A diagnosis of prediabetes could be the catalyst for a healthier life

For Helen Hopkins, 42, it all started with discomfort. “I had tingling in my feet and hands, had gained weight and was generally lethargic,” she recalls. After seeing her doctor, she was shocked to learn that she was pre-diabetic. “I knew something was wrong, but couldn’t believe the diagnosis,” she says.

Hopkins is one of hundreds of millions of people living with diabetes or prediabetes. Diagnosis rates are rising globally, with most experts pointing to sedentary lifestyles, cheap and readily available food, and lack of time to exercise. In Hopkins’ case, his daily routines have indeed had an impact on his health. “I grew up thinking that the three Cs — cola, cake, and carbs — would help give you an energy boost,” she says. “So whenever I was tired or stressed, and I often was, I took sugar.”

Changing her diet was one hurdle, but finding time to exercise was another. Exercise plays a key role in diabetes management; it controls blood sugar by reducing insulin resistance, blood pressure and cholesterol. But between running her own business and caring for a young family, Hopkins had struggled to find the time to be active. The diagnosis of prediabetes, however, motivated her to find an enjoyable activity that she could maintain. Following her doctor’s advice, she started walking: first the school run, then extra steps until she started to feel the benefits.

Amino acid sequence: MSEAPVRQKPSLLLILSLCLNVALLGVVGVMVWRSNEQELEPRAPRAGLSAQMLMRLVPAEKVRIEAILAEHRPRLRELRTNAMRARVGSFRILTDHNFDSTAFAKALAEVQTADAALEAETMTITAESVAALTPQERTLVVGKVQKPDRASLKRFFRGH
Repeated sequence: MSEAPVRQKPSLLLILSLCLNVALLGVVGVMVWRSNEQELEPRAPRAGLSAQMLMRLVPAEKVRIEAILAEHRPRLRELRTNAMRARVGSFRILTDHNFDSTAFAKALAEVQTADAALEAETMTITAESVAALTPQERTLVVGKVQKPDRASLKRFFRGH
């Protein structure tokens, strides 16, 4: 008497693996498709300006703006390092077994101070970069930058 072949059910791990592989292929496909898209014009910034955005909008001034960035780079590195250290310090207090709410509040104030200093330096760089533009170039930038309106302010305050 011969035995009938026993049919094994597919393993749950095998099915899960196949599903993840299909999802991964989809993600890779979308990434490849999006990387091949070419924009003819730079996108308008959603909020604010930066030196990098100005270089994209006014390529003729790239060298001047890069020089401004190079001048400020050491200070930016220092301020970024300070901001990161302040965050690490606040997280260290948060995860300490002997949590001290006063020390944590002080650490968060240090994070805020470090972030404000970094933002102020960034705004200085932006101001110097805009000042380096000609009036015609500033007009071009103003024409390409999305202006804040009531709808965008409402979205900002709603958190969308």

“Soon, I traveled crazy distances,” she says. “I have found that my mental health has improved tremendously as well as my physical fitness. As an overthinker, walking gives me the space to just be me. She is now an ultra walker, completing 50k events and training for an ultra 100k. “I think being diagnosed with prediabetes was a gift. Becoming fitter and healthier has given me clarity,” she says. “I even started my own wellness business when I realized there were so many other people in similar situations that I could help.

For people with diabetes or prediabetes like Hopkins, establishing a fitness routine is easier when the chosen activities are enjoyable. They can include walking, running, bicycling, swimming, dancing, or even gardening. Vanessa Haydock, known as Diabetic Health Coach, is a Personal Trainer, Nutrition Consultant, Life Coaches and Board Certified Behavior Analyst (BCBA). She has type 1 diabetes, an innate type of insulin-dependent diabetes, and she says exercise is key to diabetes management. “People look up to me as someone living with the same condition,” she says. “Together, we are finding ways to break down barriers to exercise and slowly develop a new mindset to take better care of ourselves, physically and mentally.”

Anyone with a diagnosis of prediabetes or type 2 should consult a doctor before starting a fitness program. it is important to know how to manage potential fluctuations in glucose levels. But once all is clear, fitness activities can help support health in different ways and at certain times of the day when exercise can be most beneficial. For example, exercising after a meal provides a much greater degree of blood sugar control and stability than resting. Resistance exercises — think bodyweight, resistance bands, and light free weights — as well as aerobic exercises are important. The heart is a muscle that needs to be worked, so moderate to vigorous activity for 30 minutes every other day is ideal.

No one is thrilled to learn they have prediabetes, but this diagnosis is no cause for despair. It may just turn out to be an opportunity to show yourself a little kindness and feel better than ever by integrating fitness and health into everyday life.